Saturday, 10 October 2020

Discovered by brewer by trade and amateur astronomer by passion William Lassell just weeks after the confirmation of the new planet Neptune at the advice of his friend polymath John Herschel to search for moons, the largest and what was considered until 1949 to be the lone satellite came to be named after Triton.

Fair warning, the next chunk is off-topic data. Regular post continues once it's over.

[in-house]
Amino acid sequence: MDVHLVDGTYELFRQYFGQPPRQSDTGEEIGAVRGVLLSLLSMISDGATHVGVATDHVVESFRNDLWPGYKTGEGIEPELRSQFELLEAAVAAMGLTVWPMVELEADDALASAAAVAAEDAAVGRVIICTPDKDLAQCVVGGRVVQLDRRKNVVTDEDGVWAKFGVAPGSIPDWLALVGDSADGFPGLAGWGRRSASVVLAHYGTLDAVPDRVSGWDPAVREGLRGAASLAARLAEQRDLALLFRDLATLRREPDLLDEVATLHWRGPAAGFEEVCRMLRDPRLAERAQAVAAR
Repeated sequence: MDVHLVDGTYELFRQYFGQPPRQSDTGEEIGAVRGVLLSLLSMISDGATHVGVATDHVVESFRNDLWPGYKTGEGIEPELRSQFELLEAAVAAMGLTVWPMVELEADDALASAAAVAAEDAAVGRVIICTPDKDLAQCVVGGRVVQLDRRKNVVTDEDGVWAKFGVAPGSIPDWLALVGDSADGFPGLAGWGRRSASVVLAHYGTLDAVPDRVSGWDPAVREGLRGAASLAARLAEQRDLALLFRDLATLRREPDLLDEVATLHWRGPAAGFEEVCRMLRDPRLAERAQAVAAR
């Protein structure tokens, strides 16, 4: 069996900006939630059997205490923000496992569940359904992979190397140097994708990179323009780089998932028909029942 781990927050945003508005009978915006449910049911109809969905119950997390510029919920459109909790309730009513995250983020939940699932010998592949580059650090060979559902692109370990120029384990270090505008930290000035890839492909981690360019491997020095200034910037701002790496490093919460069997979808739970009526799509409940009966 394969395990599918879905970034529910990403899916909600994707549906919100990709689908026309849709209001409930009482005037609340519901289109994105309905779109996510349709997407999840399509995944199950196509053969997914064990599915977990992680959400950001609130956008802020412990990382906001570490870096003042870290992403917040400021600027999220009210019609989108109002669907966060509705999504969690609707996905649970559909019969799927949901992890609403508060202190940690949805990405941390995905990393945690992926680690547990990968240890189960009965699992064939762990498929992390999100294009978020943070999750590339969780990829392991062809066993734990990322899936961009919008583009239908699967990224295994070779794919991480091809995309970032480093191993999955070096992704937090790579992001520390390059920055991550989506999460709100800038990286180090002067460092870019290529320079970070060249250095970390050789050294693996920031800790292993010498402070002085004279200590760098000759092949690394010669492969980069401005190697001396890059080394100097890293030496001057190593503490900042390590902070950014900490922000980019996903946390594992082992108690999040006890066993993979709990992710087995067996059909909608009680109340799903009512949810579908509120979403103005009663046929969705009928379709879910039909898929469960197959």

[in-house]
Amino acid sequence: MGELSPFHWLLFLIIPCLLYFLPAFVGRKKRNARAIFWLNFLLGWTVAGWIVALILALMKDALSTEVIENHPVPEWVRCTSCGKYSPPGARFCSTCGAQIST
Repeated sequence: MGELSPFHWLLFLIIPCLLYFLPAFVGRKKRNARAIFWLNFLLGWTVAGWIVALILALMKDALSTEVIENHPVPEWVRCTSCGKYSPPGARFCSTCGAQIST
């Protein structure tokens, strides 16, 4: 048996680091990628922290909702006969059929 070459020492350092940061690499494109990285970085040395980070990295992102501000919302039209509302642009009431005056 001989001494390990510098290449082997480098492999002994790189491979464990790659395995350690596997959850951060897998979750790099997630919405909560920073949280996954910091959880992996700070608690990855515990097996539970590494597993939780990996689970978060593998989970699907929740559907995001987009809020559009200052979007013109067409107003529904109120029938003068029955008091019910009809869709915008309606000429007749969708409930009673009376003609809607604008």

The son of sea god Poseidon and Amphitrite—was half man and half fish his name was broadly used as term for merfolk generally in classical scholarship.  Triton’s relatively substantial size, as big as the Earth’s moon, and uniquely retrograde orbit suggest Triton was a dwarf planet, like Pluto, captured by the gas giant. Composed primarily of water ice and frozen nitrogen with a rocky core, it is one of the few known satellites to be geologically active and has cryovolcanic activity and ice geysers that give the moon uniform but ridged terrain described as akin to the surface of a cantaloupe.